Oh wow this seems to do both things in one...
I noticed that the word ódio wasn't there, though.
It's a lower case ó in the beginning of a sentence. Maybe something in the script isn't including that option?

Thanks for sharing that.
I don't remember who mentioned that boundary trick, but I had it in my notes already.
Since it's something I don't use very often, I completely forgot about it.

I noticed that the üÀ was seen as a group, though, even tough that's not a combination we have in Portuguese, but I wonder why that is?
We have some words where we have 2 accented characters such as acção for example

My typo – ended the unicode block a few characters short – should be:


See: Latin-1 Supplement - Wikipedia

1 Like

I tested it and it indeed adds the word ódio, but it also adds the comma:


Not that this is a big deal, I can always run a Search and Replace action, but maybe you know what that's happening so we can have a script that doesn't include other characters?

I'm already super happy with the current macro anyway :wink:
Thank you so much for taking the time to create this.

Because it's there in the sample text:

characters individually [à-üÀ-Ü]

The "-" is a word boundary, so the regex sees "üÀ" as a word.

1 Like

Now updated (in the orginal post) to prune out punctuation:

punctuation = /\p{P}/gu
1 Like

Oh ok. It makes perfect sense.

Thanks again!

I tested it and it now works as expected :slight_smile:

I don't want to push my luck and it's totally fine if these 2 "requests" are too much work and time. Again, the current macro does all the work. I just noticed 2 things with my actual letter:
1 - Can we ignore words that are the same? For example the words Não, não, or NÃO, all mean the same. There's no difference between à and ã. Would it be simple to implement this? Basically when I use the Text Replacement, I always add the lower case version of words, because when it's the beginning of the sentence it always capitalizes the letter anyway.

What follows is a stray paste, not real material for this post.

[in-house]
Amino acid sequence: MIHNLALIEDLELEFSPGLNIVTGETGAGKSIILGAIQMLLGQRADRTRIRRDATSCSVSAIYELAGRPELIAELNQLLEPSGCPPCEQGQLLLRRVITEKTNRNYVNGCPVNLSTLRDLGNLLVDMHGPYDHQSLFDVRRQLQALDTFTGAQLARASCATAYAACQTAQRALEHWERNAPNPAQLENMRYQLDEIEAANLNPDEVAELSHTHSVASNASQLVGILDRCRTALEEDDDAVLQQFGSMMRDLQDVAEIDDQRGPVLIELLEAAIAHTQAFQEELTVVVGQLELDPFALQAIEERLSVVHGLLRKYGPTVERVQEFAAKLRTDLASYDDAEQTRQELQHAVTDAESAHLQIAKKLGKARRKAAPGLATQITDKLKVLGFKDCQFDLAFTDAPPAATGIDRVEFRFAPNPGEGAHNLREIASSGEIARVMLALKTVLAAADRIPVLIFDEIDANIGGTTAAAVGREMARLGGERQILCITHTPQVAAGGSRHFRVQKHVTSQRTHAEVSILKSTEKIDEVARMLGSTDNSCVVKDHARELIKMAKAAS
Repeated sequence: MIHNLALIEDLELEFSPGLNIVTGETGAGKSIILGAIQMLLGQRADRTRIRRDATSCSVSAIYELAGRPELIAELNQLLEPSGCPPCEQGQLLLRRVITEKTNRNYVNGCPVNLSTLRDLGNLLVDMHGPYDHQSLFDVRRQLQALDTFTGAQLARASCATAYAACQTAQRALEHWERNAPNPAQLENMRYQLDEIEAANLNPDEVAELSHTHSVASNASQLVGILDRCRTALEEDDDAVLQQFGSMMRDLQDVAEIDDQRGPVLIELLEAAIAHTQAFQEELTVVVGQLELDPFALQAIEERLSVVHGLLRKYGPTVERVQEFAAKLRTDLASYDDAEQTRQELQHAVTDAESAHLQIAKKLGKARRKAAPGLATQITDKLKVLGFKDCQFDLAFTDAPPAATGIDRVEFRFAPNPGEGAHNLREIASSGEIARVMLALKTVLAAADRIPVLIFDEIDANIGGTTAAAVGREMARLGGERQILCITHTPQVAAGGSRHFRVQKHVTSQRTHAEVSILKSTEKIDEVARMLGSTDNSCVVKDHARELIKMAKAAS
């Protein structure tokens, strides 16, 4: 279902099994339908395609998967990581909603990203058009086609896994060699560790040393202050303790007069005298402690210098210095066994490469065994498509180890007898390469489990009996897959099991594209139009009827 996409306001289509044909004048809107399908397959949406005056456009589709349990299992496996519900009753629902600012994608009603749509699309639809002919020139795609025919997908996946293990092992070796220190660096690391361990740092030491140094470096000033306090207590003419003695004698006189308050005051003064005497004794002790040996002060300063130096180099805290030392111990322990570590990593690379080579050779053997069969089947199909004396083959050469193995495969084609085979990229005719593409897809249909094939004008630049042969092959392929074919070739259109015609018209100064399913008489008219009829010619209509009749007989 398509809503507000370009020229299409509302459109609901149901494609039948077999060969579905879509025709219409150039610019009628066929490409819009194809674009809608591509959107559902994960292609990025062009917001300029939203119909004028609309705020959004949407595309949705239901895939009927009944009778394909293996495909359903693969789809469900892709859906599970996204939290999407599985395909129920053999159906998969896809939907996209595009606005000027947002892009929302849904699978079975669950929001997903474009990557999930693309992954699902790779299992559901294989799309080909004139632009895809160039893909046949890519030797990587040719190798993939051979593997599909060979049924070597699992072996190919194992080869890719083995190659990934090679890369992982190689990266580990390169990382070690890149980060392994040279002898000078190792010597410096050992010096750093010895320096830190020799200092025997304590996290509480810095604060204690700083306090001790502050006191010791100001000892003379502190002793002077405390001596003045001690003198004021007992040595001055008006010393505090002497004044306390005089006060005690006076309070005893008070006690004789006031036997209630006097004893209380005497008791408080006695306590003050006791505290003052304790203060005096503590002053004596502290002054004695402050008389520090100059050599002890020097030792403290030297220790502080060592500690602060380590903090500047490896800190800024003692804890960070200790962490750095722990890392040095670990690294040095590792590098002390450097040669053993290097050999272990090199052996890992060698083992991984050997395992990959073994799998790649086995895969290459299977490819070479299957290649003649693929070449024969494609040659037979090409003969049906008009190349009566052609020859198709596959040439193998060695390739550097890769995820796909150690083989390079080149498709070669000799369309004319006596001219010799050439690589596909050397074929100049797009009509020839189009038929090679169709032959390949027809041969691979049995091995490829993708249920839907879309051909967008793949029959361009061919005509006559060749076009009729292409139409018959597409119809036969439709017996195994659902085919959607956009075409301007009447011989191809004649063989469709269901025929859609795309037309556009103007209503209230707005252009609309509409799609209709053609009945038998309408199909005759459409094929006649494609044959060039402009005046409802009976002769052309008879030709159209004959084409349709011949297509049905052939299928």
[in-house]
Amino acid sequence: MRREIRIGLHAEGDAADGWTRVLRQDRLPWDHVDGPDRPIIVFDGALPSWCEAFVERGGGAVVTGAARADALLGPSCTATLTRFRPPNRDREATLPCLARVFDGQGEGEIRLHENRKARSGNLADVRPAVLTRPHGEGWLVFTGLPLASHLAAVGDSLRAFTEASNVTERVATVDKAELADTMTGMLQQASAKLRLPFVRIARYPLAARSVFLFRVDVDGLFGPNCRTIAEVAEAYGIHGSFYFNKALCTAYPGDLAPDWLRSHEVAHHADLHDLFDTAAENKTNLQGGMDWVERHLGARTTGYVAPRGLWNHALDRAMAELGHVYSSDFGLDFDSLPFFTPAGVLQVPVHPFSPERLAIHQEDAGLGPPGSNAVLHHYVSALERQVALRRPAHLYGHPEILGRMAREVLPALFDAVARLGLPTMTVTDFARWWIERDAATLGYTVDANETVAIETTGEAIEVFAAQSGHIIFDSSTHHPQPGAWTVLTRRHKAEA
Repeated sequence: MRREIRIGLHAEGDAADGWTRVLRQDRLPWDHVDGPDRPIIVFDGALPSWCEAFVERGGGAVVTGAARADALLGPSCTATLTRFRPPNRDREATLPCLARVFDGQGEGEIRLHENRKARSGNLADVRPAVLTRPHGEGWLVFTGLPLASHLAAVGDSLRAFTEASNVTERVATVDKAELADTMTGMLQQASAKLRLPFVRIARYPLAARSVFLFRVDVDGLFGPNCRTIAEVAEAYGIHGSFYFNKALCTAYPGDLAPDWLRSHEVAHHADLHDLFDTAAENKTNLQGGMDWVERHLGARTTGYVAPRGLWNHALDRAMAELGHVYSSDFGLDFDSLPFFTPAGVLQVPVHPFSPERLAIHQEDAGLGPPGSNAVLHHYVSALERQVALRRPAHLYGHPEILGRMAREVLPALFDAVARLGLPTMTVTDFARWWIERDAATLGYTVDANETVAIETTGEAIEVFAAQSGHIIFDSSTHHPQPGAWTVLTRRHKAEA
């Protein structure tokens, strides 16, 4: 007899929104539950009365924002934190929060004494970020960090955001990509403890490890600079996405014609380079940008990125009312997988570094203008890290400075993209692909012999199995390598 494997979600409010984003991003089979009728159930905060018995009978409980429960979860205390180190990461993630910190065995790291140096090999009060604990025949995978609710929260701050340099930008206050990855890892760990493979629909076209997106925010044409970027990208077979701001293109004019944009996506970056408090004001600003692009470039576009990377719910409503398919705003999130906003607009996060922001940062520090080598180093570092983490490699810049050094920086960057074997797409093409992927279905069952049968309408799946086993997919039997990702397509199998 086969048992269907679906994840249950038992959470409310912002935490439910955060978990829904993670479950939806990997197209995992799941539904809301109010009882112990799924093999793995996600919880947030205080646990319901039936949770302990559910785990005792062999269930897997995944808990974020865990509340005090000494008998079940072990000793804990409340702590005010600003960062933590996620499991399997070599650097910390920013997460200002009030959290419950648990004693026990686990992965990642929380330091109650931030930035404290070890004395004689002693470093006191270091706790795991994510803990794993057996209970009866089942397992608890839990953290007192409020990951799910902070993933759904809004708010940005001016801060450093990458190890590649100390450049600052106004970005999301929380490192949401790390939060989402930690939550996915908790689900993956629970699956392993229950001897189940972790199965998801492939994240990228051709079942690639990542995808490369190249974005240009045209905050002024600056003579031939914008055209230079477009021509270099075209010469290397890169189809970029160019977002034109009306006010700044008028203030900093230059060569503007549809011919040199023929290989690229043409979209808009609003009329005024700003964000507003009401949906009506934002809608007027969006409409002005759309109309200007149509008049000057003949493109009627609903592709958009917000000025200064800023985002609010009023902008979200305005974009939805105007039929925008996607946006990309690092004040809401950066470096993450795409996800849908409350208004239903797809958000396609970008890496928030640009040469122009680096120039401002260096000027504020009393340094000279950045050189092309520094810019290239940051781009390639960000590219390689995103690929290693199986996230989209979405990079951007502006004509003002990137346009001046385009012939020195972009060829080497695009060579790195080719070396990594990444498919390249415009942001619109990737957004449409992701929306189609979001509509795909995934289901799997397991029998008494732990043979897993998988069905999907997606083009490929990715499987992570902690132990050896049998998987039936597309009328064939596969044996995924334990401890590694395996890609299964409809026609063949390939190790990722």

2 - I noticed that when I have a slash / in between words, it puts the words together, for example this: víamos/falávamos became víamosfalávamos and unless I use it like this víamos / falávamos with a space before and after the slash, it will always show it as a single word.

Again, the current macro is already a blessing and I appreciate your contribution, if these 2 requests are too complex and time consuming :raised_hands:

I left my version case sensitive, to account for proper nouns etc (I also turn off auto-capitalisation wherever possible -- the control freak in me :wink: ).

But if you want to make it case insensitive just add the -i to uniq, so you have sort | uniq -i in the shell script action.

UPDATED again in the original post to fix these two issues (lower-cased, and replacing punctuation with a space – rather than empty string – to preserve word boundaries)

    .replace(punctuation, " ")
1 Like

For this particular scenario, the Text Replacement, it doesn't make a big difference. It's even better that I use the lowercase, because if it saves the word Não instead of não, then it will look wrong in the middle of a sentence, but in the beginning of the sentence it will auto-capitalize anyway.

What do you mean?

I just tried your solution and it's not removing the duplicates

and it's also not sorting alphabetically, at least not "logically" speaking.
It seems to first sort all words where the first letter is capital, but no accented character. Then it sorts all lowercase first letter, no accent.
Then first letter capitalized and accented
Finally first letter lower case and accented

Thank you again!
I noticed that it indeed does what you said.
One thing I noticed, and that seems to be an "issue" with @Nige_S macro as well: it's sorting the words that don't start with an accented character, and then sorts the ones with accented first character, like this:

Is this fixable or is it a limitation of those characters?

For example in Finder it doesn't make a difference:

EDIT: I just added a Filter set to "Sort" and it works, in case that's complicated to do with the script itself. Anyway, thank you so much for your help on this! Super valuable stuff! :raised_hands:

Further updated above to improve Portuguese sort order:

const collator = new Intl.Collator(
    "pt", {
        numeric: true,
        sensitivity: "base"

const ptComparison = (a, b) =>,;

(but not sure that that has worked :slight_smile: – sounds as if you have a better solution)

I'm gonna have to hit google to work that out but, in advance -- nice!